Sunday, November 29, 2009

India, China, the US, and Trickle Down Growth

I know what you're thinking: Reaganomics...uggh. But just hear me out. Ask almost any slum dweller or villager in India, and they will confidently tell you that the IT boom and growth in India over the past 10 years has had no marked impact on their lives, except to raise prices. I think they're wrong on the first point - they just haven't noticed (or perhaps the 10 year horizon I gave them wasn't long enough).

To be sure, the slum parents I've spoken with aren't being recruited for call centers en masse. Heck, most of them have little to no education. However, every morning at 8:00am, women in colorful sarees flood into the gated community of one of my translators Manish, who works for an Indian firm that creates software for HP. His roommates create software for T-Mobile and Verizon. The women, who live in nearby pockets of slums, come to homes like Manish's to wash dishes, clean the bathroom, or look after the children.

Meanwhile, the added income allows their children to go to school. One man I met in a Mumbai slum was earning $140 per month for his family of four as a driver for a German company - the 7%+ annual growth and able workforce had obviously been part of the attraction to come to India. The income was enough to put his children in a private school, and the older son was speaking decent English in only grade 5. The father could only speak Hindi, but I could communicate mostly directly with the son. For India, like this family, it's one step at a time, and most people seem confident that their children will have a better life than they.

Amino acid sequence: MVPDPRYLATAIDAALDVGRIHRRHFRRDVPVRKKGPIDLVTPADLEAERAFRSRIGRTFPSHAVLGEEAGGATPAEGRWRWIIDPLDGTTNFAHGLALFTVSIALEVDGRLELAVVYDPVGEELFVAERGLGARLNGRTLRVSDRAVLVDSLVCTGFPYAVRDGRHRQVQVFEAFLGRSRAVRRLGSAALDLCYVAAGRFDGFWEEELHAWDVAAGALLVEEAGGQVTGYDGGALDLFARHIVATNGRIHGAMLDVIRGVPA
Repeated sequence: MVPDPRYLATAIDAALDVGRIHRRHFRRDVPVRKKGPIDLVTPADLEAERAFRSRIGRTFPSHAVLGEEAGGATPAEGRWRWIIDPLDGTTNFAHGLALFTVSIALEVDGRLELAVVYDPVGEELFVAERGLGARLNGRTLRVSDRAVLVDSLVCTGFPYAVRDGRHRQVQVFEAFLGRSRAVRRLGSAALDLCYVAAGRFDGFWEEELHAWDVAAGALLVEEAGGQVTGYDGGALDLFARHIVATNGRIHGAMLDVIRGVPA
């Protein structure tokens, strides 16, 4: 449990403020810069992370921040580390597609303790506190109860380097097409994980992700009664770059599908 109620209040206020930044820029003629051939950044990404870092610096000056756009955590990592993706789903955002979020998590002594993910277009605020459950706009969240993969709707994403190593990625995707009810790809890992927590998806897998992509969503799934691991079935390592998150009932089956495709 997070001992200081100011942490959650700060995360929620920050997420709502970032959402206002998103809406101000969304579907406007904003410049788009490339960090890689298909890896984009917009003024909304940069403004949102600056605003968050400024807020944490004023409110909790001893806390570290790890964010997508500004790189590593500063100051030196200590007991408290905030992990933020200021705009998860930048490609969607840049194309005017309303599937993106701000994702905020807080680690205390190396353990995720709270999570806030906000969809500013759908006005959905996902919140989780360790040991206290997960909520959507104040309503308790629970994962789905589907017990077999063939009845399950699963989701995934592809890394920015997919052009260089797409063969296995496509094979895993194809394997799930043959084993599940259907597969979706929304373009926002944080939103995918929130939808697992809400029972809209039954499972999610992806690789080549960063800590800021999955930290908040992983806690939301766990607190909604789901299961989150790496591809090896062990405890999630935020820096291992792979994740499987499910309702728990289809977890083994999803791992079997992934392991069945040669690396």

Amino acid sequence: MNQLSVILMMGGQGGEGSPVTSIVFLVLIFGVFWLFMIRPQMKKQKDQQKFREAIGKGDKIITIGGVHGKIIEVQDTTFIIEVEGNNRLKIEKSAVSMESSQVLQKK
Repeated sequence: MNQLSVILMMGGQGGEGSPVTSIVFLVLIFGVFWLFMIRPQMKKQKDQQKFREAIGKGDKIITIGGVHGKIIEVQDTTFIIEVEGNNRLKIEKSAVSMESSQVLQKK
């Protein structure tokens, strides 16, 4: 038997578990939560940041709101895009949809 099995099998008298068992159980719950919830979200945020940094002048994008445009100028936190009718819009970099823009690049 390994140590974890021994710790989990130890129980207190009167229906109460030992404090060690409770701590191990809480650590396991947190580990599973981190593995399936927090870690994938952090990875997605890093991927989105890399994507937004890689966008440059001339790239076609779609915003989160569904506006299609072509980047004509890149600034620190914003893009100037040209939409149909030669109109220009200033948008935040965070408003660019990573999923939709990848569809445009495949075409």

India needs to grow its knowledge and service sectors such as IT and cinema/media (e.g. Bollywood), which have the potential to employ many more people than the capital-intensive industrial revolution the country never had, but still seems to want. It might be okay for India to skip over Big Industry and focus on its knowledge and service sectors. In doing so, India would focus on growing its middle class, which even at the turn of the century was still less than 20% of the population. To focus on the middle class, as Gucharan Das puts it in India Unbound, "is to focus on prosperity, unlike in the past, when our focus has been on redistributing poverty." This doesn't mean you ignore the poor. Exactly the opposite: the primary purpose of the pro-business, pro-growth policies is to lift the poor into the middle class. Once the middle class expands, the country will have greater resources to work on a smaller group of poor people.

China and the US figure largely into this equation, but relations could be better. Indians think Obama is giving the nod to China, especially after his visit to Beijing and the joint statement that the two countries "would work together to promote peace, stability and development" in South Asia. This seems like a slap in the face to the democratic and English-speaking India, especially considering that China supports India's arch rival Pakistan, among other nefarious practices. To be sure, the fact that China holds over $800 billion in US debt has something to do with it, but to put it plainly, China is also the stronger country and better positioned for the future as of now. Just from my experience in the countries, China seems 10 or so years ahead of India.

India, China, and the US all need each other. Indians like Manjit, who works for Infosys and who I met on a flight from Kunming to Calcutta after he had finished up consulting for a Chinese company, need the other two countries as markets for its IT and BPO (business process outsourcing) sectors. Chinese like Zhuo Ma at Mei Xiang Yak Cheese need Americans to buy Western products like its cheese that are not yet suitable for the domestic population, or various goods in our Wal-Marts. You and I need these countries to buy our airplanes, drive our Fords and GMs (which are "cool" in India and China), or in the case of China, to finance our spending. For each of these countries I'm only providing half of the equation, but you get the idea. If we can grow together instead of bickering we might just be able to improve the lot of all three of our nations' poor, especially the enormous population in India. I'd love to hear your comments or criticism.

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